Until recently, I was able to use journal abbreviations in all of my manuscripts. Consequently, my .bib file contains only abbreviations in the journal field. Now I need to produce some bibliographies with full journal names. With a .bib file you can use macros to handle changing abbreviated names to full names. However, BibDesk cannot use macros. Instead I wrote a perl script that searches through a .bib file and creates a new file with journal abbreviations changed to full names.
This script has been quite useful to me, so I decided to make it generally available here as longJournals. Feel free to modify it to suit your database. The important sections are near the top where the input and output files are declared and the substitution rules are listed. There are two types of substitution rules to handle some abbreviation conflicts (for example, Ecol. could be Ecology or Ecological). The first set of rules takes precedence over the second.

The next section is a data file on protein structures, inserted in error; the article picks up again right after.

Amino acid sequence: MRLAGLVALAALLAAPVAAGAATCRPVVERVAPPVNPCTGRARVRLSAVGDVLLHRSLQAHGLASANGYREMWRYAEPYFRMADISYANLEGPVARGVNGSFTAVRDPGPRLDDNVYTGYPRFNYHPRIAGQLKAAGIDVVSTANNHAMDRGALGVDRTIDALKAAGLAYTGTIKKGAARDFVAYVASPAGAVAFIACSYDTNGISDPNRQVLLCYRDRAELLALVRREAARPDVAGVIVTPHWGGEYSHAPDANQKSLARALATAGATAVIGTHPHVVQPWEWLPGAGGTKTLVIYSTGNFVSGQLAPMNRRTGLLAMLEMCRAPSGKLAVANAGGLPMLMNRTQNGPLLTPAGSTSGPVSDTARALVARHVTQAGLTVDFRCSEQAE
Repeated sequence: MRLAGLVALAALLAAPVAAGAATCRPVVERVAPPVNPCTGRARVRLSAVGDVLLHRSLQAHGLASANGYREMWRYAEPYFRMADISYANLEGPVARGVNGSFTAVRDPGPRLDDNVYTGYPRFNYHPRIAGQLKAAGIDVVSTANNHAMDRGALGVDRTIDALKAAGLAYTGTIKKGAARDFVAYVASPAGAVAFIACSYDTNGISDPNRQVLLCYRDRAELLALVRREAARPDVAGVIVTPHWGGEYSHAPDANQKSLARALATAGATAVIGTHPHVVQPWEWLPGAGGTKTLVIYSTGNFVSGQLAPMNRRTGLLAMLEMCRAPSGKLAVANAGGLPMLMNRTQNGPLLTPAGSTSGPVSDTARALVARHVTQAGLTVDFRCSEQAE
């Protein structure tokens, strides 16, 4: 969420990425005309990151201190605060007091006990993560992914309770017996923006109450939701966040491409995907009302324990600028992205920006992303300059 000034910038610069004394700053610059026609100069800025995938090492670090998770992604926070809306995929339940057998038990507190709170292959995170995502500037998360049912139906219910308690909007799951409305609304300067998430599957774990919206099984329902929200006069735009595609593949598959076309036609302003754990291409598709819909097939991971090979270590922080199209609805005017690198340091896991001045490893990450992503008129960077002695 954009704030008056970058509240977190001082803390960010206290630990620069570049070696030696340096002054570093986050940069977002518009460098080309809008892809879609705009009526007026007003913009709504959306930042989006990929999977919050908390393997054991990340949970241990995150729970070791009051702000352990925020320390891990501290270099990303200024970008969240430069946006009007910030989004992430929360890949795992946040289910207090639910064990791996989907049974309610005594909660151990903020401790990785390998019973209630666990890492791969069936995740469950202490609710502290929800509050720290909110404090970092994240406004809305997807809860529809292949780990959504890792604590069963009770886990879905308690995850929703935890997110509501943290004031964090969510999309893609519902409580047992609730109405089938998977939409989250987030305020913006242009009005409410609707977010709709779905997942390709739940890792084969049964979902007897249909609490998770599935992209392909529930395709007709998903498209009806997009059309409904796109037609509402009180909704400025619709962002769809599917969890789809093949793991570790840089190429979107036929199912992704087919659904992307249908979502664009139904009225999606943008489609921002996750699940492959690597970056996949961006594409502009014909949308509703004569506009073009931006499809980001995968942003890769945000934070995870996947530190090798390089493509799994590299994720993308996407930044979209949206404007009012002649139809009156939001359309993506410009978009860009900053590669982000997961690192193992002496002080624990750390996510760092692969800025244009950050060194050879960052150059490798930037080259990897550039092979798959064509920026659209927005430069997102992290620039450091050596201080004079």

Rather than maintain two .bib files, I decided to use the abbreviated file as the main file and then periodically replace the long-journals file. The script could be improved to make it more flexible, but I only maintain one .bib file so it made sense to hardcode the file names and replacement arrays in the script. The copy linked to above has most of the substitution rules removed, since I assume they are not generally useful.
Suggestions are appreciated. Be sure to test out the script with a backup database first. Changes are not undoable.